Clarke and Mirren previously worked together on the haunted house movie Winchester, and became good friends. It was Mirren who suggested Clarke for the role of Potemkin, and when I remark that she had said in a recent interview how his face is “so Russian”, he erupts in laughter. “I’ll take that well!”
“She’s very liberating as a man to work with,” he explains. “She gives you confidence. She inspires you to be a great man, and part of finding my character was taking care of Helen as well. Making sure she’s laughing, making sure she’s energised, making sure she’s warm and comfortable and feeling confident. It was a great experience just to spend so much time [with her] creating this.”
The series also marked a long-delayed reunion between Clarke and the revered Australian actor Richard Roxburgh, who got him his very first professional gig. While attending drama school in Australia in the late 1990s, Clarke failed in his critical studies module, meaning he couldn’t complete the year. As a penalty, he had to write an essay on the Australian theatre world, and was put in touch with Roxburgh’s then-fledgling theatre company. While interviewing him for the essay, Clarke mentioned that he was training to be an actor, and Roxburgh kindly put him in touch with a director working on a production of Shakespeare. Allowed to audition for it, Clarke eventually won a role, starring alongside one or two actors you may have heard of.
“It was for The Tempest, and it was Cate Blanchett and Hugo Weaving and Richard Roxburgh,” he recalls. “It was a cast from heaven in Australia. So to see Rox all these years later in this was really good. I very rarely work in Australia, so it meant we caught up.”
After The Tempest, Clarke became a jobbing actor in Australia, appearing in homegrown indies and series including Farscape, Heartbreak High and, somewhat inevitably, Home and Away. It was only after seeing so many native Australians making it big in America that he was convinced to throw caution to the wind and try the USA out for himself. His first major US role was in the acclaimed Irish-American drama series Brotherhood in 2006.
“For a long time it was impossible to have a sustainable career and buy a house and have a family just by working in Australia, so people just had to f***ing go,” he explains. But brave too, surely? “Of course, but when you’re young you don’t realise. You’re not considering the tomorrows, you’re going for the now, and it’s not until you do break through and you make a living that you go, ‘My god, I was close to the edge there’.”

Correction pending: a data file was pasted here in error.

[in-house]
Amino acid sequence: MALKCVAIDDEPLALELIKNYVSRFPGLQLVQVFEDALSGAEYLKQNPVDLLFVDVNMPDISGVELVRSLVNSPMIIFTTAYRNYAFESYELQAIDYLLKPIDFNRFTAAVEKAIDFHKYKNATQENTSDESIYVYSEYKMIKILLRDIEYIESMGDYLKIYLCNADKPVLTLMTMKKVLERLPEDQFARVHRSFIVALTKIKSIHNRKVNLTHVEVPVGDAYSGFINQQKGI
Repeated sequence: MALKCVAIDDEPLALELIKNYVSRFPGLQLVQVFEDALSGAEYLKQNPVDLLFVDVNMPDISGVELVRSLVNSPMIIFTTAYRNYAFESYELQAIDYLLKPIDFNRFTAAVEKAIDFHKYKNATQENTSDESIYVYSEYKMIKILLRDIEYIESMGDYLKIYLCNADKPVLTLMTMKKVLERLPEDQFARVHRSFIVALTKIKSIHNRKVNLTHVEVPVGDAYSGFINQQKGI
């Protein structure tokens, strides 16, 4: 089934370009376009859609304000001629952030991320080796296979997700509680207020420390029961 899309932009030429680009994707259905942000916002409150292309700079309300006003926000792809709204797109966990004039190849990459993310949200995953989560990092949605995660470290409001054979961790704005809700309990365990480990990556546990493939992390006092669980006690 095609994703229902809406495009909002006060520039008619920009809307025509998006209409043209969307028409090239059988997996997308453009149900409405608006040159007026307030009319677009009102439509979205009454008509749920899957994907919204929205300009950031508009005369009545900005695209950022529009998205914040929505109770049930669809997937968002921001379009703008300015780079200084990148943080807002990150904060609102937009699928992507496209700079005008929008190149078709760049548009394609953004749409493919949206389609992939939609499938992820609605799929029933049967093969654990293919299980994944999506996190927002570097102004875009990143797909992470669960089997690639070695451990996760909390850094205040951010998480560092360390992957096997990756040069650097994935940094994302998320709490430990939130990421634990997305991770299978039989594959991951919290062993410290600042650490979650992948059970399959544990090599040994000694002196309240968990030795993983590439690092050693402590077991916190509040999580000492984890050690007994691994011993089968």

He continues: “But that’s what it takes, you know? It’s not a business for the faint-hearted. And it’s not a business for those with false hearts either. If you just want to be loved or be famous, it’ll break you. You’ve gotta love and be in it for the right thing, to tell a good story and because you enjoy being a part of that.”
It’s been a mission statement that has produced a number of creative hits in the years since – including the Oscar-nominated Netflix film Mudbound. But it’s also meant taking risks that don’t always pay off. Earlier this year, Clarke was the very angry husband to Anne Hathaway’s femme fatale in the Matthew McConaughey flop Serenity, a film immediately infamous for its audacious last-minute plot twist. The Independent blasted it as “a sweaty collection of neo-noir tropes with one of the most seismically stupid twists in cinematic history”. But Clarke believes its notoriety was less because the film was especially bad, and more the result of a culture-wide resistance to experimental and ambitious films today.
“Is it perfect? No. But what the f*** is? It was massively ambitious, and it got treated very harshly,” he says. “It’s bizarre how people look at things nowadays. Like if Peter Greenaway was to come along now, or early Ken Loach or something – we’re too cynical to understand Kes now! Or even to examine, you know, The Cook, the Thief, His Wife and Her Lover. We’re too owned by big business and Marvel to examine a film like Serenity properly.”
It makes for a convincing argument – and is a testament to how, whatever the outcome, you won’t stop seeing Jason Clarke in incredibly polarising and risky projects anytime soon. Something in the Marvel Cinematic Universe, however? Maybe not.
Catherine the Great begins tonight on Sky Atlantic at 9pm